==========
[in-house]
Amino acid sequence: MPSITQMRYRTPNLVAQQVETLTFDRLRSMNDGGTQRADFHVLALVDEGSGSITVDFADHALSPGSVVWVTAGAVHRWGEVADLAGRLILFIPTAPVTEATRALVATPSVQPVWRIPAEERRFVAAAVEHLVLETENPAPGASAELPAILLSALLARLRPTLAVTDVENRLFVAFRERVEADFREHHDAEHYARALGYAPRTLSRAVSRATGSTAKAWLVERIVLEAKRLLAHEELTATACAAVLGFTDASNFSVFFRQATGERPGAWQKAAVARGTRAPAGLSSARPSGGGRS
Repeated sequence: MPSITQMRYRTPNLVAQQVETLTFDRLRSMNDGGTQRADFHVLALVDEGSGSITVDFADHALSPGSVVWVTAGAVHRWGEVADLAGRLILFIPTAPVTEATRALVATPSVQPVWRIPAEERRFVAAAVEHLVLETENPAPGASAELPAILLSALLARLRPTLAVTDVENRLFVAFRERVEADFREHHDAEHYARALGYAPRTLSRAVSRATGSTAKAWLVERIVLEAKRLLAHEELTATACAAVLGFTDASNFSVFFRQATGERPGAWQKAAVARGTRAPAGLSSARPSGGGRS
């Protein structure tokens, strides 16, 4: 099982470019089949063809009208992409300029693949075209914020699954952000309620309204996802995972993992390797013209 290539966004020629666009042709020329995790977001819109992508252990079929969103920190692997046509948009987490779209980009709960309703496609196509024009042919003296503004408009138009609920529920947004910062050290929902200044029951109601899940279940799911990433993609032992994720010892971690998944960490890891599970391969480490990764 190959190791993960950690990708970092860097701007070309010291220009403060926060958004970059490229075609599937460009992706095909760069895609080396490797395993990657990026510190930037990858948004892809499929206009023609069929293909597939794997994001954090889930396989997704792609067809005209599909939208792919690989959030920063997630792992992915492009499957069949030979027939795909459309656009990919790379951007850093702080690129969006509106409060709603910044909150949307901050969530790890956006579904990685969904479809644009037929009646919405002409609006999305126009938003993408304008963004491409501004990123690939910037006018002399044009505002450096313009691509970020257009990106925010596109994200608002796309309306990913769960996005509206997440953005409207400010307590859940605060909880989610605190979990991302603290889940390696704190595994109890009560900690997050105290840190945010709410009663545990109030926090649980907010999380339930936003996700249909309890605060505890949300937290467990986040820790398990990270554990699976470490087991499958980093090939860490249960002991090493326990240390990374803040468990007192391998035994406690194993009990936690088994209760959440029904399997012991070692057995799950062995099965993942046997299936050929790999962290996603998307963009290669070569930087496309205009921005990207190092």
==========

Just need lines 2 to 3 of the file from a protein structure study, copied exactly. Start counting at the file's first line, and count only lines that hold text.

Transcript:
Amino acid sequence: MPSITQMRYRTPNLVAQQVETLTFDRLRSMNDGGTQRADFHVLALVDEGSGSITVDFADHALSPGSVVWVTAGAVHRWGEVADLAGRLILFIPTAPVTEATRALVATPSVQPVWRIPAEERRFVAAAVEHLVLETENPAPGASAELPAILLSALLARLRPTLAVTDVENRLFVAFRERVEADFREHHDAEHYARALGYAPRTLSRAVSRATGSTAKAWLVERIVLEAKRLLAHEELTATACAAVLGFTDASNFSVFFRQATGERPGAWQKAAVARGTRAPAGLSSARPSGGGRS
Repeated sequence: MPSITQMRYRTPNLVAQQVETLTFDRLRSMNDGGTQRADFHVLALVDEGSGSITVDFADHALSPGSVVWVTAGAVHRWGEVADLAGRLILFIPTAPVTEATRALVATPSVQPVWRIPAEERRFVAAAVEHLVLETENPAPGASAELPAILLSALLARLRPTLAVTDVENRLFVAFRERVEADFREHHDAEHYARALGYAPRTLSRAVSRATGSTAKAWLVERIVLEAKRLLAHEELTATACAAVLGFTDASNFSVFFRQATGERPGAWQKAAVARGTRAPAGLSSARPSGGGRS